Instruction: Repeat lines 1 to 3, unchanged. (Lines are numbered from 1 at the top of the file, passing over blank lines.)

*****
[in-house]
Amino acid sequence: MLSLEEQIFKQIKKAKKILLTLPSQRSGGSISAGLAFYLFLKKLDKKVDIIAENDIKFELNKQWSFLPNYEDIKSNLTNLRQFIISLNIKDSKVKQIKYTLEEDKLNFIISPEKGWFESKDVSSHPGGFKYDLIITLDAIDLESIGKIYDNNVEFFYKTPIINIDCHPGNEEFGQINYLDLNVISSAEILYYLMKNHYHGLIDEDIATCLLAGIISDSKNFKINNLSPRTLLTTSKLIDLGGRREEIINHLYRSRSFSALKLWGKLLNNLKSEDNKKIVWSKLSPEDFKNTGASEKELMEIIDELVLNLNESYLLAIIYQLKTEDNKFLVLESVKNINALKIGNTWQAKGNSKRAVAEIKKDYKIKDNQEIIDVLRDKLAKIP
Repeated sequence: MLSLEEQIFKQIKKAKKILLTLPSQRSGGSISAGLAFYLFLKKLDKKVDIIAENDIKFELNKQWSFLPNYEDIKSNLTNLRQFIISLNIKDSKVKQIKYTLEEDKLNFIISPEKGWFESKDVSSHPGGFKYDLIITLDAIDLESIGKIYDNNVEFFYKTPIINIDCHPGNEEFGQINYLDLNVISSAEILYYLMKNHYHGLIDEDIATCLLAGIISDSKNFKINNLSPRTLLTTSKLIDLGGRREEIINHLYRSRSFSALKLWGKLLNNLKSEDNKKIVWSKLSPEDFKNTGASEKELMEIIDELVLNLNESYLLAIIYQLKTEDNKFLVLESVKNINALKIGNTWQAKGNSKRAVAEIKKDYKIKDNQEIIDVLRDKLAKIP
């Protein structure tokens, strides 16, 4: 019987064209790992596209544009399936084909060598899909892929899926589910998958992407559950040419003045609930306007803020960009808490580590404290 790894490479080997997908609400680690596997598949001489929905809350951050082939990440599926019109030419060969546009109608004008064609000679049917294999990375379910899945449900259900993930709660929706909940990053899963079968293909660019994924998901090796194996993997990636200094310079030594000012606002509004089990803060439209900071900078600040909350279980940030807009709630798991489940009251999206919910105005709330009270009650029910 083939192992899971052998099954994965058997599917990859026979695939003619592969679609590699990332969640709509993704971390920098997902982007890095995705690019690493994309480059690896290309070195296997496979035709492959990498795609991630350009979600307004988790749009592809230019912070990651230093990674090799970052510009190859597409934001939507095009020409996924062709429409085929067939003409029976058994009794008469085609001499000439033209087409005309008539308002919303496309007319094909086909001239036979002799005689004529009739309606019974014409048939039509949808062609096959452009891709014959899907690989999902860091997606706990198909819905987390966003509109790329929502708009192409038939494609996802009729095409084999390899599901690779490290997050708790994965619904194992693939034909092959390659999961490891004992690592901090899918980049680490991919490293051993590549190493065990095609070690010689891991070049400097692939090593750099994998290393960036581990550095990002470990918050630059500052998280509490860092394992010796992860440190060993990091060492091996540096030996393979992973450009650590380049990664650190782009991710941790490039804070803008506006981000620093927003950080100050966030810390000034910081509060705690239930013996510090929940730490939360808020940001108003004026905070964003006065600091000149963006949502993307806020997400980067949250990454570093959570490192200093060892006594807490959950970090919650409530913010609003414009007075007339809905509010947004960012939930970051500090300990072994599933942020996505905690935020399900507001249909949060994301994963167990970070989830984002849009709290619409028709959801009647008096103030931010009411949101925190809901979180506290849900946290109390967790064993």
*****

[in-house]
Amino acid sequence: MLSLEEQIFKQIKKAKKILLTLPSQRSGGSISAGLAFYLFLKKLDKKVDIIAENDIKFELNKQWSFLPNYEDIKSNLTNLRQFIISLNIKDSKVKQIKYTLEEDKLNFIISPEKGWFESKDVSSHPGGFKYDLIITLDAIDLESIGKIYDNNVEFFYKTPIINIDCHPGNEEFGQINYLDLNVISSAEILYYLMKNHYHGLIDEDIATCLLAGIISDSKNFKINNLSPRTLLTTSKLIDLGGRREEIINHLYRSRSFSALKLWGKLLNNLKSEDNKKIVWSKLSPEDFKNTGASEKELMEIIDELVLNLNESYLLAIIYQLKTEDNKFLVLESVKNINALKIGNTWQAKGNSKRAVAEIKKDYKIKDNQEIIDVLRDKLAKIP
Repeated sequence: MLSLEEQIFKQIKKAKKILLTLPSQRSGGSISAGLAFYLFLKKLDKKVDIIAENDIKFELNKQWSFLPNYEDIKSNLTNLRQFIISLNIKDSKVKQIKYTLEEDKLNFIISPEKGWFESKDVSSHPGGFKYDLIITLDAIDLESIGKIYDNNVEFFYKTPIINIDCHPGNEEFGQINYLDLNVISSAEILYYLMKNHYHGLIDEDIATCLLAGIISDSKNFKINNLSPRTLLTTSKLIDLGGRREEIINHLYRSRSFSALKLWGKLLNNLKSEDNKKIVWSKLSPEDFKNTGASEKELMEIIDELVLNLNESYLLAIIYQLKTEDNKFLVLESVKNINALKIGNTWQAKGNSKRAVAEIKKDYKIKDNQEIIDVLRDKLAKIP